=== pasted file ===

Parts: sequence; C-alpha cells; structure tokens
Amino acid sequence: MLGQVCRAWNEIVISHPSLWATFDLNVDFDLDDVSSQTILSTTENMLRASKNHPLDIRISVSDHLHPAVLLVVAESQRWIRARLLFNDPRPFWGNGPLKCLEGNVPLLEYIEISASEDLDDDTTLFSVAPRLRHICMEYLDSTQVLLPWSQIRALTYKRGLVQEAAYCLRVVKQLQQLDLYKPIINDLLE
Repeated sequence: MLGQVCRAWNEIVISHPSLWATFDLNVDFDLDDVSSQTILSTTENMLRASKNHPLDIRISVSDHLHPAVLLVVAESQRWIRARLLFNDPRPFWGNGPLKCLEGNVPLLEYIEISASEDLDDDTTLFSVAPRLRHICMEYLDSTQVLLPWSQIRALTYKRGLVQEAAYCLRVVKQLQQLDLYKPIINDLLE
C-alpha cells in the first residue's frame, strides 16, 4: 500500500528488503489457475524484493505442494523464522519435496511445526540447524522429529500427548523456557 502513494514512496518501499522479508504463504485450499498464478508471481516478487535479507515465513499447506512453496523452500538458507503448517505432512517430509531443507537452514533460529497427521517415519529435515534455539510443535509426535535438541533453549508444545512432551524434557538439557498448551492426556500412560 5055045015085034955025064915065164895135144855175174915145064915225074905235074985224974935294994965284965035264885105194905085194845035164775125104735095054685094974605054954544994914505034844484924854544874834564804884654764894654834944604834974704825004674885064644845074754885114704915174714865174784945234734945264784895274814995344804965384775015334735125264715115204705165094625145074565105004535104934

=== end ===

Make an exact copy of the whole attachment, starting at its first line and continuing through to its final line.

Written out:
Parts: sequence; C-alpha cells; structure tokens
Amino acid sequence: MLGQVCRAWNEIVISHPSLWATFDLNVDFDLDDVSSQTILSTTENMLRASKNHPLDIRISVSDHLHPAVLLVVAESQRWIRARLLFNDPRPFWGNGPLKCLEGNVPLLEYIEISASEDLDDDTTLFSVAPRLRHICMEYLDSTQVLLPWSQIRALTYKRGLVQEAAYCLRVVKQLQQLDLYKPIINDLLE
Repeated sequence: MLGQVCRAWNEIVISHPSLWATFDLNVDFDLDDVSSQTILSTTENMLRASKNHPLDIRISVSDHLHPAVLLVVAESQRWIRARLLFNDPRPFWGNGPLKCLEGNVPLLEYIEISASEDLDDDTTLFSVAPRLRHICMEYLDSTQVLLPWSQIRALTYKRGLVQEAAYCLRVVKQLQQLDLYKPIINDLLE
C-alpha cells in the first residue's frame, strides 16, 4: 500500500528488503489457475524484493505442494523464522519435496511445526540447524522429529500427548523456557 502513494514512496518501499522479508504463504485450499498464478508471481516478487535479507515465513499447506512453496523452500538458507503448517505432512517430509531443507537452514533460529497427521517415519529435515534455539510443535509426535535438541533453549508444545512432551524434557538439557498448551492426556500412560 5055045015085034955025064915065164895135144855175174915145064915225074905235074985224974935294994965284965035264885105194905085194845035164775125104735095054685094974605054954544994914505034844484924854544874834564804884654764894654834944604834974704825004674885064644845074754885114704915174714865174784945234734945264784895274814995344804965384775015334735125264715115204705165094625145074565105004535104934